“It is well known that Greece is the birthplace of democracy and has laid the foundation for modern civilisation.

“As a loyal and patriotic Western Australian, I shall always be proud of my Greek heritage.

“Shortly after arriving in Western Australia, my father started working in WA's North-West, namely Dampier and Port Hedland.

“His knowledge of the English language was limited but he quickly took steps to improve his English by purchasing a record player and a set of how-to-learn-English records.”

Senator Georgiou said one of his political missions would be “a strong push for a better GST deal for Western Australia”.

He also pinpointed multinational companies that should pay their “due taxes”, keeping the banks “honest” and pushing for a royal commission or an independent tribunal to help compensate victims “who've been dealt with harshly by the banks”.

Other areas of policy interest he cited were; cutting red tape for small businesses and stamping out political corruption.

“In my 160 days in Australian politics - which isn't much - I have been inundated by scores of farmers and small businesses who have been telling me very similar stories,” he said.

“They've been squeezed out of their livelihood and are finding it hard to make a living.

The Select Committee on Lending to Primary Production Customers, chaired by my colleague Malcolm Roberts, has been told many stories of growers across the land who've lost their livelihoods due to heavy-handed approaches from the banks.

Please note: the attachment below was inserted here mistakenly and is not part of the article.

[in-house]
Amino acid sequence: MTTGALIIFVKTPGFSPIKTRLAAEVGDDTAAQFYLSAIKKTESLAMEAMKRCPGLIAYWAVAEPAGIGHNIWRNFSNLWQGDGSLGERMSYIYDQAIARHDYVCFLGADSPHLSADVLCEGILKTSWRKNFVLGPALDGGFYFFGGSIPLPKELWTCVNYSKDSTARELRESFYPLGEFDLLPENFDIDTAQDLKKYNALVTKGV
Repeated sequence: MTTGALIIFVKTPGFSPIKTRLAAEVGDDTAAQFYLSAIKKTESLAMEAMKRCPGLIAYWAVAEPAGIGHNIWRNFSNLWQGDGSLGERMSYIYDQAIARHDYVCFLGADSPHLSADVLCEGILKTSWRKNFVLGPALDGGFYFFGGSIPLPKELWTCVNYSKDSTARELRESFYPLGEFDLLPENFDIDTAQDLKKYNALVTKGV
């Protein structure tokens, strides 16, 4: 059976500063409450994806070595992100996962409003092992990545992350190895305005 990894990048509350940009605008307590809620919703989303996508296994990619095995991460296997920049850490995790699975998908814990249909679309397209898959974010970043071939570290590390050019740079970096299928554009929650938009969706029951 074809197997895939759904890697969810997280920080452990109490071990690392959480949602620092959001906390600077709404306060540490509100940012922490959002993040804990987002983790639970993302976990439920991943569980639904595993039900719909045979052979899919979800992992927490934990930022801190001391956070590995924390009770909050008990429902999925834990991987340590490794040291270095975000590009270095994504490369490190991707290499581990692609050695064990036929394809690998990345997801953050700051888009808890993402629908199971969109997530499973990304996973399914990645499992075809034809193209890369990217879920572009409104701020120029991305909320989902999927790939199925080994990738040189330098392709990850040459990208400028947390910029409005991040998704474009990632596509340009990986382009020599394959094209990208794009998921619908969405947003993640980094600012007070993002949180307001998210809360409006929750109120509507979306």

“Last week I attended one of those hearings in Sydney and I was shocked at what I heard.

“Today I want to tell these banks the days of being the bully are over.

“The days of calling the shots and ruining the lives of ordinary, hardworking Australians are numbered.”

Senator Georgiou said Australia needed a strong banking sector, “but being strong also means being trustworthy”.

“Banks were supposed to partner with their customers to increase business productivity, and in return the customers pay money to their banking partner.

“But what we have now is banks taking money from the customers by unethical means, leaving the customers destitute.

“The banks are making money at the expense of the productive sectors of the economy - this is simply immoral.

“It is not the banking royal commission that will harm Australia's reputation - it is the failure not to call a banking royal commission that will harm Australia's reputation.

“We can't afford to continue cover-ups of misconduct by the bankers.

“It is only once these executives face the law that confidence will return back to the financial sector.”

Senator Georgiou said the cashless debit card system was delivering benefits in regional areas and communities had called for a national program.

“The card operates like an ATM card, quarantining 80 per cent of welfare funding for food and staples while the other 20 per cent of the welfare funding can be accessed as a cash component,” he said.

“We have a world first in the form of the cashless debit card, and we should roll it out to better manage welfare dependency and protect our children from violence and abuse.”


From the front page

Sponsored by